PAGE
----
What does isolation feel like?
Astronauts are often isolated from the world for a long time. And they must remain physically and mentally fit. Both are currently true for about two billion people affected by the COVID-19 crisis worldwide.
For many years, the Center for Integrative Physiology in Space (CHIPS) at the German Sport University Cologne and the Center for Space Medicine at the Charité in Berlin have been supporting European astronauts with their research work and developing sports programs to maintain physical and mental performance during long-term missions in space. In many isolation simulation studies, but also during real isolations, such as the wintering in the Antarctic station Concordia or the German Neumayer Station III, they were able to prove the positive effect of sport on mental performance.
When the novel corona virus reached Europe and governments imposed contact or curfew restrictions, the researchers* realized the parallels to their previous work. Prof. Dr. Dr. Stefan Schneider, Managing Director of the Center for Integrative Physiology in Space, and his colleagues Dr. Vera Abeln and Dr. Petra Wollseiffen (Institute for Human Movement and Neuroscience) formulate their thoughts on this: "We never thought that our work could be of significance for a large part of the population - and at the same time we are shocked how little we know about the effects of isolation and curfews. Even if we do not have the answers yet, as scientists we see it as our duty to at least ask questions in order to understand the phenomenon and be better prepared for future events and/or generations".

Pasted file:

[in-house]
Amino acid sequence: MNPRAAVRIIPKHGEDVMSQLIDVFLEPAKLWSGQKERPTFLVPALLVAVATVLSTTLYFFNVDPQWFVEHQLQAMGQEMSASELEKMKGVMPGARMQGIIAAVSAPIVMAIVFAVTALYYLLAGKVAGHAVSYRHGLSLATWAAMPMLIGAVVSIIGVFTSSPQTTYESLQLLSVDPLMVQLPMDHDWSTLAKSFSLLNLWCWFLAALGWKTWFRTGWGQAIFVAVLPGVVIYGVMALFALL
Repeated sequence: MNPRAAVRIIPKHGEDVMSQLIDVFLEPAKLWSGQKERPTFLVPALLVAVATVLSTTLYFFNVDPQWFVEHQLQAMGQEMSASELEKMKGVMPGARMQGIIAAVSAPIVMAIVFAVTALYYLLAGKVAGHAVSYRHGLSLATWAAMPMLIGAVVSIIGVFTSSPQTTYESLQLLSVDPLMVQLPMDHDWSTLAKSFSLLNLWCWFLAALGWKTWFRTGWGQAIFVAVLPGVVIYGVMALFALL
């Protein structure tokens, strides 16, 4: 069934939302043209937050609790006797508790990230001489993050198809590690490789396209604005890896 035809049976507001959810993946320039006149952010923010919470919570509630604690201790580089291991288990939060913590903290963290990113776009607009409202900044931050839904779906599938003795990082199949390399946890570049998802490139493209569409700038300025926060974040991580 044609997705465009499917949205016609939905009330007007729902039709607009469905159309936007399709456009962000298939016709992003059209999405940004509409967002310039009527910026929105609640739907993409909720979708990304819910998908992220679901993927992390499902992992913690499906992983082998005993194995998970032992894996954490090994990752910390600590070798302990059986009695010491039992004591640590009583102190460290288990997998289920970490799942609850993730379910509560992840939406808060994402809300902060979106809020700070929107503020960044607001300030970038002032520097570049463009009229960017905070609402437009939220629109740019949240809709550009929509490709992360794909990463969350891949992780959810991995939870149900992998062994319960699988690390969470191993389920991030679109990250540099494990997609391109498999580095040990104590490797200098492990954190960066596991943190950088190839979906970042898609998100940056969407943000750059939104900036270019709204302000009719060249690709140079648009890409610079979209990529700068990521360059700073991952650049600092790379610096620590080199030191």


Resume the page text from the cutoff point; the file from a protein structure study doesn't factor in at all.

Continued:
Therefore they developed an anonymous questionnaire to find out how people deal with sudden isolation. The aim is to expand the knowledge of the interdisciplinary scientists* in order to be better prepared for such scenarios in the future. Besides easy-to-answer questions such as marital status, living situation or daily coffee consumption, the emotional state is also asked: I am calm; I feel secure; I feel tense; I am troubled etc. Of course, questions about the type and extent of physical activity during isolation in comparison to normal everyday life are also important. The puzzle questions might surprise you, for example: On a lake there are some water lilies. Every day the number of lilies doubles. If it takes 48 days for the lilies to completely cover the lake, how long does it take to cover half of the lake? The ways of science are sometimes unfathomable.
The questionnaire is available in five different languages, its answer takes about 20 to 30 minutes. A lot of time - the initiators are aware of this - but also a great help for research. And if the current situation brings a positive result for many people, then that is exactly what it is: time.
You can access the questionnaire via the website of the Center for Integrative Physiology in Space.